Mucormycosis or black fungus infection has killed more than 3,000 Indians and 74 per cent of them belong to the economically productive age group of 18-60 years, the Union Health Minister Harsh Vardhan said here on Monday.
Even though the second surge is on a decline in most of the states, mucormycosis continues to be a public health concern as more than 12,500 cases were added in the last 18 days.
As of now, there are 40,845 such cases reported during the second wave of the Covid-19, of which 64 per cent were co-morbid with diabetes and 53 per cent were on steroids. More than 85 per cent of those who developed the fungal infection also had Covid-19.
An age-profile analysis of the black fungus cases reveals that 32 per cent of the patients (13,083) are in the 18-45 years age group whereas 42 per cent (17,464) are in the 45-60 years group. Only 10,082 (24 per cent) patients were in the 60 plus category.
Appraising a Group of Ministers' on the Covid-19 situation, Vardhan said fatality from the fungus infections stood at 3,129 while in total 40,845 cases were reported, of which 31,344 cases were such in which the nose, paranasal sinuses and parts of the brain were adversely affected.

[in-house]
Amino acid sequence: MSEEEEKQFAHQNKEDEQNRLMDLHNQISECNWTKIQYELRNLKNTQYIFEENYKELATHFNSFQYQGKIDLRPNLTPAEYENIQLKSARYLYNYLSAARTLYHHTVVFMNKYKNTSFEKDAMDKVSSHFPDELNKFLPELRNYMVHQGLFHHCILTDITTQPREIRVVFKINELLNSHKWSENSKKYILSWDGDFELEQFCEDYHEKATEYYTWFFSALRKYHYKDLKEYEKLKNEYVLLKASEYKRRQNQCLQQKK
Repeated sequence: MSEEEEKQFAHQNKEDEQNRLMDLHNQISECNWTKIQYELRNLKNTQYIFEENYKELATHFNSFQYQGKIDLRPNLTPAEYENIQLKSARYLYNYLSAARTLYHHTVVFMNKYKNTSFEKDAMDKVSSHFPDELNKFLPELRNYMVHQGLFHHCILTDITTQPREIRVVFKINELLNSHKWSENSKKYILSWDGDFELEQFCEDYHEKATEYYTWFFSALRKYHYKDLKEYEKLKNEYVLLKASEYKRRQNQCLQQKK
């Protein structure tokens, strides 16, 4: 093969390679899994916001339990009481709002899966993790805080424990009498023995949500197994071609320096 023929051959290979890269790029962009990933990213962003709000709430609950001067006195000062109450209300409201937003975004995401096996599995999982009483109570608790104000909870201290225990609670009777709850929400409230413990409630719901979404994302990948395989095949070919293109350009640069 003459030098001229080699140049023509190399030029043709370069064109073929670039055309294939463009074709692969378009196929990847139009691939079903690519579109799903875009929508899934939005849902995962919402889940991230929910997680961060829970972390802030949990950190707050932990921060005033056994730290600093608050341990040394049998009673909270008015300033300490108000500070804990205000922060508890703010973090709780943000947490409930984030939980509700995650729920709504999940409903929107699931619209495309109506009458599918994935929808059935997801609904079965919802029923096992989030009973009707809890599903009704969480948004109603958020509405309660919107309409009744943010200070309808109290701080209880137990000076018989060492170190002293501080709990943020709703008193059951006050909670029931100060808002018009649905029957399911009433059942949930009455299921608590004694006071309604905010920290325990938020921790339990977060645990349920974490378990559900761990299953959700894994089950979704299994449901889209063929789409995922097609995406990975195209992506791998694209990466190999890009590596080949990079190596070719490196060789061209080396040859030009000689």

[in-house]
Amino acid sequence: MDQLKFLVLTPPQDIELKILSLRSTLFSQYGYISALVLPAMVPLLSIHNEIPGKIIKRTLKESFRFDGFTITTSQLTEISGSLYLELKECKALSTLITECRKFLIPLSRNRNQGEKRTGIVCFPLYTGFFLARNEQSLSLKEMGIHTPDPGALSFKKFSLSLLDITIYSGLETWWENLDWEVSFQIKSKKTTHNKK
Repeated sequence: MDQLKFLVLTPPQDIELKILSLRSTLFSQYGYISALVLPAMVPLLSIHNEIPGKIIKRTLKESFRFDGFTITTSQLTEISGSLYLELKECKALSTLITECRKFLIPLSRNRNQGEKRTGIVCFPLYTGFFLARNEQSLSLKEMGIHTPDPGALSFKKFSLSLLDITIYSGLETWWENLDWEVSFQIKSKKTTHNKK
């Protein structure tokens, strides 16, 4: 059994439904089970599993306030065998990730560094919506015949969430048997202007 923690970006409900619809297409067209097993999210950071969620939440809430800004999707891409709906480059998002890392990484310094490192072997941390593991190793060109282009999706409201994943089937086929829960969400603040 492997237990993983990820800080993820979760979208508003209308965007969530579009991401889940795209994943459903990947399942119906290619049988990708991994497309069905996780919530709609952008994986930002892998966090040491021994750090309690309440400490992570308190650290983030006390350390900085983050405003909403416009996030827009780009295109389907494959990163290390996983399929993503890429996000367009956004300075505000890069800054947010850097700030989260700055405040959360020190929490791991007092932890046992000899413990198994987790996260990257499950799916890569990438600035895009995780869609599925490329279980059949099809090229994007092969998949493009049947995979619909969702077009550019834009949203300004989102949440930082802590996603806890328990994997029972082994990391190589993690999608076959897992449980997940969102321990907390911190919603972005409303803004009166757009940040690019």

Earlier this month, the Centre had asked the states to prioritise young patients while treating mucormycosis with Amphotericin B, the drug of choice, which is in short supply.
In an advisory issued in consultation with the National Task Force on Covid-19 and the Indian Council of Medical Research, the Health Ministry identified two specific categories of patients for treatment with Amphotericin B. They are young people and patients for which surgical removal of damaged or infected tissues (surgical debridement) is not possible.
At the GoM meeting, Vardhan said Kerala, Karnataka, Maharashtra and Tamil Nadu are the only states that are still reporting more than hundred deaths daily whereas the active cases are concentrated in Maharashtra, Kerala, Tamil Nadu, West Bengal and Odisha. More than 46,000 fresh cases were reported in the last 24 hours.